The first hard disk who could store more than 1GB was produced by IBM in 1980 and was as big as a refrigerator. A company could buy it for a price ranging between $100.000 and $140.000 or make a leasing starting from about $2,000 a month. Nowadays one can buy a 200GB microSD card (size: 1,5 x 1 cm) for $250 – and a 32GB one is as cheap as $10 on the most prominent online shops.

My old Sony digital camera mysteriously started working again – it will probably enable most of the upcoming photos featured in this column from now on. It used to be a neat yet cheap and simple thing already when I bought it, something like ten years ago. The very same camera is being sold right now on Amazon at the ridiculous price of $400 – most probably as a sort of vintage item for amateurs?

Anyway, I felt a stroke of nostalgic digital tenderness when I opened it and found the 256MB memory stick depicted in the photo above. That was more than enough to illustrate a three week travel through Germany! Now it would hardly manage the early morning selfies of a teenager.

To possess a limited amount of memory or to lose memory is perceived as something very negative, in regards of digital devices as well as in regards of the human brain – in the latter case, degenerations such as dementia and Alzheimer immediately come to mind.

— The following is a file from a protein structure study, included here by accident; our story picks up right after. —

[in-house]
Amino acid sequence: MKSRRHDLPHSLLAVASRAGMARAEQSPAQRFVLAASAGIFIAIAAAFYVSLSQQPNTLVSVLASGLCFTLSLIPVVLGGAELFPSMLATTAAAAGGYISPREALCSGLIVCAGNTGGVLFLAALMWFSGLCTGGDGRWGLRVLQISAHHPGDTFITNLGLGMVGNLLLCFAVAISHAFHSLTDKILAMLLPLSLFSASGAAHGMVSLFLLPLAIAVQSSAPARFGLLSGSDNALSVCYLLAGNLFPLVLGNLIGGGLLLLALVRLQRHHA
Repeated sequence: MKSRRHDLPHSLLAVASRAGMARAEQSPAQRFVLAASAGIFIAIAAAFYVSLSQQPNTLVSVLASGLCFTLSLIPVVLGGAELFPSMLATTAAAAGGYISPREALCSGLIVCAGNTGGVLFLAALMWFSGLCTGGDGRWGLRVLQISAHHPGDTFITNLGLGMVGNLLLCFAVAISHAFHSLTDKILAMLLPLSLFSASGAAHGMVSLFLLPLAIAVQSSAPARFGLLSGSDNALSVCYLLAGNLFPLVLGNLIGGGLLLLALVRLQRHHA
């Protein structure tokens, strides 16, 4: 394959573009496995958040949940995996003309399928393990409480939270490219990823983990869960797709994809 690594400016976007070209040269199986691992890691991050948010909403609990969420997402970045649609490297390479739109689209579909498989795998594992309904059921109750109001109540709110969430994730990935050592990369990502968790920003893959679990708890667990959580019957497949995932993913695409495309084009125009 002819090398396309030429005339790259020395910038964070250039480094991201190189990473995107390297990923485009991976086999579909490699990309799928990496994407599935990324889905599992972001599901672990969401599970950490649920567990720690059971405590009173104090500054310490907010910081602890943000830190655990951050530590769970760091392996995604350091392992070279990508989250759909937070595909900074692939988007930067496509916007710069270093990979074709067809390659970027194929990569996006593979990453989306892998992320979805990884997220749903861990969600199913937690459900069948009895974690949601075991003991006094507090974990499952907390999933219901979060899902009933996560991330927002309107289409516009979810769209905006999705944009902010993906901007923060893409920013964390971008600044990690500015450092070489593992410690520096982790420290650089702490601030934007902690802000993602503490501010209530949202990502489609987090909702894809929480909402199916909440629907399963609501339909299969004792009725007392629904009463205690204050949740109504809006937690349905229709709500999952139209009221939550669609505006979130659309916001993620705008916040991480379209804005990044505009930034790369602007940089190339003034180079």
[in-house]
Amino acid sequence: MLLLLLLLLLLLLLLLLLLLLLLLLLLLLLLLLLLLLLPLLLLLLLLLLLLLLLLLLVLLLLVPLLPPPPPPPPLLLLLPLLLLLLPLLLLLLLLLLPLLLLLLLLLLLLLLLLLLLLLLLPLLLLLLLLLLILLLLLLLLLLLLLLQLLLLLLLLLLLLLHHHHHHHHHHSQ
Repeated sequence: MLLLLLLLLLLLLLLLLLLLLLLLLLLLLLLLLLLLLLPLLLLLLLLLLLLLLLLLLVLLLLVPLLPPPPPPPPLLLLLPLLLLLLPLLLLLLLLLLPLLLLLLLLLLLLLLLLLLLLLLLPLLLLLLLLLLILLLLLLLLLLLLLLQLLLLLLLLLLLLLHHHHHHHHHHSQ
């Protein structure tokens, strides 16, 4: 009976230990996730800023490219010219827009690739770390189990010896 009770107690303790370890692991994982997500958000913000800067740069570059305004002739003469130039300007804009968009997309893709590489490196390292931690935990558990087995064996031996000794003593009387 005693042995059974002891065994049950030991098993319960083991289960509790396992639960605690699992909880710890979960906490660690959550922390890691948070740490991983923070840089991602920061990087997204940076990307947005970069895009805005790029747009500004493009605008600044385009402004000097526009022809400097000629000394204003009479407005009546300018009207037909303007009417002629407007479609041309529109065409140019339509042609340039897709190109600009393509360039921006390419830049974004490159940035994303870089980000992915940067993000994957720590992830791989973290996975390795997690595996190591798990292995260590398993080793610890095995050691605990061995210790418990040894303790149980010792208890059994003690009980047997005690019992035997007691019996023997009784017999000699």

Yet memory is not only about quantity, is also about quality: We do need to delete some stuff, to forget some information – intentionally or not – not only to avoid painful and annoying thoughts but also in order to simply make sense out of things. The famous mnemonist Solomon Shereshevsky could recall and repeat a long speech right away without taking any notes, yet he appeared to be confused and in trouble while managing common daily activities such as reading – every sentence was likely to recall too many distracting memories and images – or recognizing faces – they seemed to change continuously before his eyes.

The obsession for archiving, retrieving and organizing in a safe way huge amounts of data that informs the agenda of big companies as well as the private life of many human beings finds more and more outputs in the cultural production – countless art projects are dealing with archives, accumulation, redundancy, huge diagrams connecting that early industrial band with that political event, detailed diaries of what one ate, bought, fucked … it is all very impressive yet the little luddite in me feels that in certain cases – such as while telling a story – one should sometimes leave long lists behind and quietly – or even absent-mindedly – focus on selection, with no big fear of loss, incompleteness and destruction.